Winter warming in West Antarctica caused by central tropical Pacific warming

Winter warming in West Antarctica caused by central tropical Pacific warming

The Pacific sector of Antarctica, including both the Antarctic Peninsula and continental West Antarctica, has experienced substantial warming in the past 30 years.

An increase in the circumpolar westerlies, owing in part to the decline in stratospheric ozone concentrations since the late 1970s, may account for warming trends in the peninsula region in austral summer and autumn.

The more widespread warming in continental West Antarctica (Ellsworth Land and Marie Byrd Land) occurs primarily in austral winter and spring and remains unexplained.


Scientists use observations of Antarctic surface temperature and global sea surface temperature, and atmospheric circulation data to show that recent warming in continental West Antarctica is linked to sea surface temperature changes in the tropical Pacific.

Over the past 30 years, anomalous sea surface temperatures in the central tropical Pacific have generated an atmospheric Rossby wave response that influences atmospheric circulation over the Amundsen Sea, causing increased advection of warm air to the Antarctic continent.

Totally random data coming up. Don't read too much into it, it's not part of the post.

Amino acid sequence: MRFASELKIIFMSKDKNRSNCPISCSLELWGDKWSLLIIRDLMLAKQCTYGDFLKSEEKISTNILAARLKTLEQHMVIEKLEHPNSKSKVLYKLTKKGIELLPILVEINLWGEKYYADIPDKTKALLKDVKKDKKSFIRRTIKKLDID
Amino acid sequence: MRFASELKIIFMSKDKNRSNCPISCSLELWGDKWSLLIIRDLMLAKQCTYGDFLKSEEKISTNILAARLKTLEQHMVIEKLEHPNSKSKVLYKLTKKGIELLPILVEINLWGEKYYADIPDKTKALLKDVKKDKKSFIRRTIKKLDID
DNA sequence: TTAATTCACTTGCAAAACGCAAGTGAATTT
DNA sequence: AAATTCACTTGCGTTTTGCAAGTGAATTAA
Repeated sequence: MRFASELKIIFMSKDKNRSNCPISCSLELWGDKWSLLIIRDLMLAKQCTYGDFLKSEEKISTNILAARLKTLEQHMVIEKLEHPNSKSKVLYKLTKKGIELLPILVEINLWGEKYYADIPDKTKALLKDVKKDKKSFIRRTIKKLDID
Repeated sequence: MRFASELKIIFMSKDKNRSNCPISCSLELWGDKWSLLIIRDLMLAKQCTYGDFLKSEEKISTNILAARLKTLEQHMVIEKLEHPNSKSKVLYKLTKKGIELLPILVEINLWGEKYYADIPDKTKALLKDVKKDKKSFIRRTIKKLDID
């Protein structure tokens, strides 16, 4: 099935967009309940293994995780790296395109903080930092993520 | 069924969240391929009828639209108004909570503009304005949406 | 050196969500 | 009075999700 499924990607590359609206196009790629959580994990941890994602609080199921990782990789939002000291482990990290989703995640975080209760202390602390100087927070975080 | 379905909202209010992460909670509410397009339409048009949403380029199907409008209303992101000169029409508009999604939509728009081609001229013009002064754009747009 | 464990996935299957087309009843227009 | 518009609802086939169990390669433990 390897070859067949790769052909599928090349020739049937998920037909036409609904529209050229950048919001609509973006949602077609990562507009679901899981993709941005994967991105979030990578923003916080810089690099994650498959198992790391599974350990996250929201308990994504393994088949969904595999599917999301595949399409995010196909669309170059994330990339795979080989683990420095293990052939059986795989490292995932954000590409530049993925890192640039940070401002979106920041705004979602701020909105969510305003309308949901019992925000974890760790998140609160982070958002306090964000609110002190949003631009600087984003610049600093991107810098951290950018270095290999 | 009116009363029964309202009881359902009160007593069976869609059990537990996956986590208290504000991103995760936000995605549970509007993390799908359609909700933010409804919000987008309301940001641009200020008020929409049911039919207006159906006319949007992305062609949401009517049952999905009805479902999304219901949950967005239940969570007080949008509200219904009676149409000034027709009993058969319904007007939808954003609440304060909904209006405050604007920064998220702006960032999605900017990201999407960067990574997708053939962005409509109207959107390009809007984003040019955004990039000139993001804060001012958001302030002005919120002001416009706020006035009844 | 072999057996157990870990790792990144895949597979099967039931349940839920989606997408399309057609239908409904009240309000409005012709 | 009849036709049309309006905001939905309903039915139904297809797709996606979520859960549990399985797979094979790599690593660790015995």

General circulation model experiments show that the central tropical Pacific is a critical region for producing the observed high latitude response. Scientists conclude that, by affecting the atmospheric circulation at high southern latitudes, increasing tropical sea surface temperatures may account for West Antarctic warming through most of the twentieth century. (NatureGeoscience)

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